Charges for getting paid in foreign currency
Thread poster: Vera Ustinov

Vera Ustinov  Identity Verified
Local time: 15:22
Swedish to German
+ ...
Nov 22, 2006

Dear colleagues.

I have a customer abroad who gives me significant volumes of regular work. Due to an automated order processing system, the rates were agreed in his non-EUR currency, which I did not expect to be any problem. Upon receiving the first invoice I realized that my bank charged 15 EUR for transferring the invoice sum to my EUR account in Germany. The first invoice sum equivalized about 900 EUR, but there will be smaller invoices as well. All my other international customers pay in EUR, so it does not seem to be a general problem.

Now I would like to ask the proz.com community for feedback and advice: Do you think it is acceptable to pay for getting paid? Are there any alternatives I could offer? Can I invoice the foreign currency and add a clause that the invoice sum equivalence in EUR is to be transferred to my account, according to the actual day´s currency exchange rate? In that case, which exchange rate would be decisive? And, last but not least: Do you think taking up this issue with the customer might be judged as unprofessional or narrow-minded?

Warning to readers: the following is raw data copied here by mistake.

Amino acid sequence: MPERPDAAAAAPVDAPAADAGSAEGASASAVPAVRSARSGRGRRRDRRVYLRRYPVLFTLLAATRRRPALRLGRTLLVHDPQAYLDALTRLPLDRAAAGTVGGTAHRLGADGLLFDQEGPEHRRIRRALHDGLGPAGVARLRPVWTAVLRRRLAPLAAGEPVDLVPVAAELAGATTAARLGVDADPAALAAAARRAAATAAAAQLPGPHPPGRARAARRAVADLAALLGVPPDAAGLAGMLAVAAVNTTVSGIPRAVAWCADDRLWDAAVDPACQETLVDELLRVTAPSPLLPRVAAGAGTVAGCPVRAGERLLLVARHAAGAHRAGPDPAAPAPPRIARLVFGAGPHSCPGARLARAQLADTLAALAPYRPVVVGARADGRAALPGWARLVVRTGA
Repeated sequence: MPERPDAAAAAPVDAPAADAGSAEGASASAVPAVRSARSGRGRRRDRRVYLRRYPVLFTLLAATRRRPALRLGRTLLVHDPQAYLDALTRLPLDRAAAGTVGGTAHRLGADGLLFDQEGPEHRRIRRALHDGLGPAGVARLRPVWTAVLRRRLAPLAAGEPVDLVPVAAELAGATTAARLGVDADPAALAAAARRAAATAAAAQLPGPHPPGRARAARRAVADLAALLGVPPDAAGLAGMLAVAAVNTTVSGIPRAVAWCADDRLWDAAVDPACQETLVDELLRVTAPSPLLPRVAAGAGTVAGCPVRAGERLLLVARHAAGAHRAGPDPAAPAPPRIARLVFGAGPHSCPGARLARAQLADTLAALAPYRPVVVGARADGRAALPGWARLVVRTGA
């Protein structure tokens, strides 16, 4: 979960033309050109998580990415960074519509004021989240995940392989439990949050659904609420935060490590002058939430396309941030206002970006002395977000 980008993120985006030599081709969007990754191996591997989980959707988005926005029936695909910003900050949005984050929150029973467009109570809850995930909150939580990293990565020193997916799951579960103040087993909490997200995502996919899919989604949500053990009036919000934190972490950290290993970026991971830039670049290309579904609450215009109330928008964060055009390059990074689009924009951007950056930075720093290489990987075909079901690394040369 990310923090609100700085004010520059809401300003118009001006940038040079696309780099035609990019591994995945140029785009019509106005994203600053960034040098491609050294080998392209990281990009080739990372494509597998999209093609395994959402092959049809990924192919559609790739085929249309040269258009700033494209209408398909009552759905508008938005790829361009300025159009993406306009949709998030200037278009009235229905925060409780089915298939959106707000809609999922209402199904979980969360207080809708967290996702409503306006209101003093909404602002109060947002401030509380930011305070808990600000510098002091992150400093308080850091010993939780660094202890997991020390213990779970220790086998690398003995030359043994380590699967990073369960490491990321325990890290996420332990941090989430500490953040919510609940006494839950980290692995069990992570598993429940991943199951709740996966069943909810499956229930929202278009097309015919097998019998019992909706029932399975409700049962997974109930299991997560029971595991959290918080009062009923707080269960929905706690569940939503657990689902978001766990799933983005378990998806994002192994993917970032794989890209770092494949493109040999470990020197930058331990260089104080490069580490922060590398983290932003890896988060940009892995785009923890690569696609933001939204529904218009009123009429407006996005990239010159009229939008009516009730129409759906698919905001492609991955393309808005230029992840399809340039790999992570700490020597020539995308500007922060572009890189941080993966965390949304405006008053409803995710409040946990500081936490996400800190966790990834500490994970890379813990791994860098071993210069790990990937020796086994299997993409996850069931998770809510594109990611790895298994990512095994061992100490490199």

Any feedback will be highly appreciated.

Kind regards
Vera


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avantix  Identity Verified
Netherlands
Local time: 15:22
German to Dutch
+ ...
2 options Nov 22, 2006

I have also a few clients who pay in foreign currency. In that case I use one of the two following options:

1. If your client is willing to pay through PayPal or Moneybookers, let them do so and only transfer the money to your bank account when you have an acccumulated total.
2. If your client is not willing to pay through Paypal or Moneybookers, collect your PO's and agree on sending an invoice once a month or even once in three months.

In both cases you'll have to pay the charges only once.


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Samuel Murray  Identity Verified
Netherlands
Local time: 15:22
Member (2006)
English to Afrikaans
+ ...
Don't you always pay anyway? Nov 22, 2006

Vera Ustinov wrote:
Upon receiving the first invoice I realized that my bank charged 15 EUR for transferring the invoice sum to my EUR account in Germany.


Are you sure this is a transfer fee and not simply a currency conversion fee? If you change from one currency into another, the converter agent charges a fee (usually a percentage of the amount). This is normal (at least, for me it is, because the currency I get paid in is not the currency I withdraw in).